As already discussed in part 1, the talks at the Invest in ME Research conference reflected the complex and multi-system nature of ME/CFS. This was particularly clear from evidence relating to differences between people with ME/CFS and healthy people (known as ‘controls’), as well as some differences that are still theoretical.
Four areas emerged, and the main takeaway messages from each are summarised below, before we look at them in more detail. Invest in ME Research have also provided videos of each talk which are available on their website.
- Cardiovascular system, respiratory function and energy metabolism
Dr David Systrom: People with ME/CFS had impairments in the maximum amount of oxygen that could be used by the body one time during intense exercise (aerobic capacity).
- Identification of metabolic profiles
Prof. Karl Johan Tronstad: Differences in compounds related to metabolism that may indicate a level of energetic strain were identified in people with ME/CFS; these changes were grouped into three distinct profiles that may be associated with disease severity.
- Immune system and energy metabolism
Prof. Maureen Hanson: One form of T-cells from people with ME/CFS showed evidence of metabolic changes compared with those from healthy controls, indicating T-cell exhaustion which may be indicative of chronic immune alterations in people with ME/CFS.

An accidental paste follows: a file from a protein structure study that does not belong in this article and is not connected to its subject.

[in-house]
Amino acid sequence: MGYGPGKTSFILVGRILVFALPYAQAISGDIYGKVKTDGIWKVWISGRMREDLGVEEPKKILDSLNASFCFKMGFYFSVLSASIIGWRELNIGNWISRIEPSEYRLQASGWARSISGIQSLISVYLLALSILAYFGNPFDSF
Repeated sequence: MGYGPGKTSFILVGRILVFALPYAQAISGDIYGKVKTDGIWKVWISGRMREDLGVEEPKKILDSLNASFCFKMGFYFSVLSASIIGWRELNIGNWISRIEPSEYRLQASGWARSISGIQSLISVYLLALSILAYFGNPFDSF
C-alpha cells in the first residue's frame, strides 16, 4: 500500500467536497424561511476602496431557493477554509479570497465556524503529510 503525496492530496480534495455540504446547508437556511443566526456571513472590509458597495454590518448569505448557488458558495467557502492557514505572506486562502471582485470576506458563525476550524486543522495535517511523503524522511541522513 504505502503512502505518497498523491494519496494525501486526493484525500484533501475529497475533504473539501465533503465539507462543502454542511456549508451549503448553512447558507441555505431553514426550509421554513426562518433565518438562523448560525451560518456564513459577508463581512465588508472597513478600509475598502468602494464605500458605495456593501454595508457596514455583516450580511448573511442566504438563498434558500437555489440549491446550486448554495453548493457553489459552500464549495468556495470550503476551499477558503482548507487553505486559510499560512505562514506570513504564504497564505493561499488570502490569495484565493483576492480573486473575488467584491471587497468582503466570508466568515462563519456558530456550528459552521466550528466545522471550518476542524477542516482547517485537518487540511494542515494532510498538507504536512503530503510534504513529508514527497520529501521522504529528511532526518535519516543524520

- Immune system and mitochondrial dysfunction
Dr Bhupesh Prusty: Reactivation of a specific human herpes virus in only a few cells could lead to an inflammatory response across multiple systems in the body in people with ME/CFS.
Cardiovascular system, respiratory function and energy metabolism
Dr David Systrom presented work which considered results from invasive cardiopulmonary exercise testing (or iCPET) in people with ME/CFS. This test allows researchers to look at cardiovascular, respiratory and metabolic function during exercise. The study, published in 2021, included 160 people, predominantly women, who met the Institute of Medicine’s (now known as the National Academy of Medicine) 2015 criteria for ME/CFS. The participants all underwent iCPET in an upright position; Dr Systrom clarified that signs of autonomic dysfunction are missed if the test is carried out lying down.
The results showed that people with ME/CFS had impairments in the maximum amount of oxygen that could be used by the body at one time during intense exercise (aerobic capacity). When undergoing this intense exercise, two groups of observable characteristics (exercise phenotypes) were identified: one with high, and another with low levels of blood flow to the lungs (pulmonary blood flow). The two groups had the following characteristics:
- Low blood flow group – Low filling pressure in both chambers of the heart (known as low biventricular filling pressure, or preload failure) during upright cycling.
- High blood flow group – Impairment of the ability of muscle to use the blood delivered to it.
The study also found that a high proportion of those with ME/CFS in both groups had evidence of damage to the small fibres of the nerves which lie outside the brain and the spinal cord (peripheral nervous system), something that has also been seen in fibromyalgia and POTS research. Dr Systrom suggested that, while more research is needed, these findings could explain post-exertional malaise following physical exercise, rather than ‘deconditioning’ as has been suggested by some.
Identification of metabolic profiles